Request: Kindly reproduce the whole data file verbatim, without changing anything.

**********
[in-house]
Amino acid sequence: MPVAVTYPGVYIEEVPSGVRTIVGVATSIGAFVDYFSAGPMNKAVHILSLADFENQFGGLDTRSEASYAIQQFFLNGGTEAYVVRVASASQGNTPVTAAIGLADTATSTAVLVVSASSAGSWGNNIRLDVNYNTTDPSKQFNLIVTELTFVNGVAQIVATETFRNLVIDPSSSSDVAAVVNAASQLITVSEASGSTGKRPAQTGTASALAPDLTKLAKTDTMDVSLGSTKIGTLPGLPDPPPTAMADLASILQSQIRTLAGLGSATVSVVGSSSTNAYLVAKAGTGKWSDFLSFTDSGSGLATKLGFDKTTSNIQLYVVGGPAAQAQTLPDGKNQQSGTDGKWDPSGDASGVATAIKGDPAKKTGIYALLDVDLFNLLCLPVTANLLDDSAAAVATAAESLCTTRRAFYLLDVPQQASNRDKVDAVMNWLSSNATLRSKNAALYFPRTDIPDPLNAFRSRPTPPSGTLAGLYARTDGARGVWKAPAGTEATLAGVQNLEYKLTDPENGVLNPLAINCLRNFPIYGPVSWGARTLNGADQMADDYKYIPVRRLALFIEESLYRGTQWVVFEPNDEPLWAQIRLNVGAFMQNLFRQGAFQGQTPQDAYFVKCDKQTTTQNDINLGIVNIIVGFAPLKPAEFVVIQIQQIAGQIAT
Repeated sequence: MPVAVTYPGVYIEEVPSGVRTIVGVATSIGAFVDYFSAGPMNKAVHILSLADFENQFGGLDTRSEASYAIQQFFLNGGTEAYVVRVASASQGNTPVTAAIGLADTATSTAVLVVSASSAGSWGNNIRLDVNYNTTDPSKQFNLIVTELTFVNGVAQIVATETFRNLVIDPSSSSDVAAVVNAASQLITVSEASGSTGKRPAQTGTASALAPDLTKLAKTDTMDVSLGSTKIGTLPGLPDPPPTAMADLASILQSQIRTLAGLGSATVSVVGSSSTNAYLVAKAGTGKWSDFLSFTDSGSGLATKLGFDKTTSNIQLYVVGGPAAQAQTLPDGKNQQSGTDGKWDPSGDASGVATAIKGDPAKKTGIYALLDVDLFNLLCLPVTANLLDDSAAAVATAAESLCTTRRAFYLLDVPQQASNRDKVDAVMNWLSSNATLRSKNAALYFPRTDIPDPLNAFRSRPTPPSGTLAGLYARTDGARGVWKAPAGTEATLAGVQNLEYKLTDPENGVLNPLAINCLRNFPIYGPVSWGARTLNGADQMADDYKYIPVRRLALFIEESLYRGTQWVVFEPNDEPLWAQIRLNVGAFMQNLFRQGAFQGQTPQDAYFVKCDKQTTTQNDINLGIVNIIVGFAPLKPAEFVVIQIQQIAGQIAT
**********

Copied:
[in-house]
Amino acid sequence: MPVAVTYPGVYIEEVPSGVRTIVGVATSIGAFVDYFSAGPMNKAVHILSLADFENQFGGLDTRSEASYAIQQFFLNGGTEAYVVRVASASQGNTPVTAAIGLADTATSTAVLVVSASSAGSWGNNIRLDVNYNTTDPSKQFNLIVTELTFVNGVAQIVATETFRNLVIDPSSSSDVAAVVNAASQLITVSEASGSTGKRPAQTGTASALAPDLTKLAKTDTMDVSLGSTKIGTLPGLPDPPPTAMADLASILQSQIRTLAGLGSATVSVVGSSSTNAYLVAKAGTGKWSDFLSFTDSGSGLATKLGFDKTTSNIQLYVVGGPAAQAQTLPDGKNQQSGTDGKWDPSGDASGVATAIKGDPAKKTGIYALLDVDLFNLLCLPVTANLLDDSAAAVATAAESLCTTRRAFYLLDVPQQASNRDKVDAVMNWLSSNATLRSKNAALYFPRTDIPDPLNAFRSRPTPPSGTLAGLYARTDGARGVWKAPAGTEATLAGVQNLEYKLTDPENGVLNPLAINCLRNFPIYGPVSWGARTLNGADQMADDYKYIPVRRLALFIEESLYRGTQWVVFEPNDEPLWAQIRLNVGAFMQNLFRQGAFQGQTPQDAYFVKCDKQTTTQNDINLGIVNIIVGFAPLKPAEFVVIQIQQIAGQIAT
Repeated sequence: MPVAVTYPGVYIEEVPSGVRTIVGVATSIGAFVDYFSAGPMNKAVHILSLADFENQFGGLDTRSEASYAIQQFFLNGGTEAYVVRVASASQGNTPVTAAIGLADTATSTAVLVVSASSAGSWGNNIRLDVNYNTTDPSKQFNLIVTELTFVNGVAQIVATETFRNLVIDPSSSSDVAAVVNAASQLITVSEASGSTGKRPAQTGTASALAPDLTKLAKTDTMDVSLGSTKIGTLPGLPDPPPTAMADLASILQSQIRTLAGLGSATVSVVGSSSTNAYLVAKAGTGKWSDFLSFTDSGSGLATKLGFDKTTSNIQLYVVGGPAAQAQTLPDGKNQQSGTDGKWDPSGDASGVATAIKGDPAKKTGIYALLDVDLFNLLCLPVTANLLDDSAAAVATAAESLCTTRRAFYLLDVPQQASNRDKVDAVMNWLSSNATLRSKNAALYFPRTDIPDPLNAFRSRPTPPSGTLAGLYARTDGARGVWKAPAGTEATLAGVQNLEYKLTDPENGVLNPLAINCLRNFPIYGPVSWGARTLNGADQMADDYKYIPVRRLALFIEESLYRGTQWVVFEPNDEPLWAQIRLNVGAFMQNLFRQGAFQGQTPQDAYFVKCDKQTTTQNDINLGIVNIIVGFAPLKPAEFVVIQIQQIAGQIAT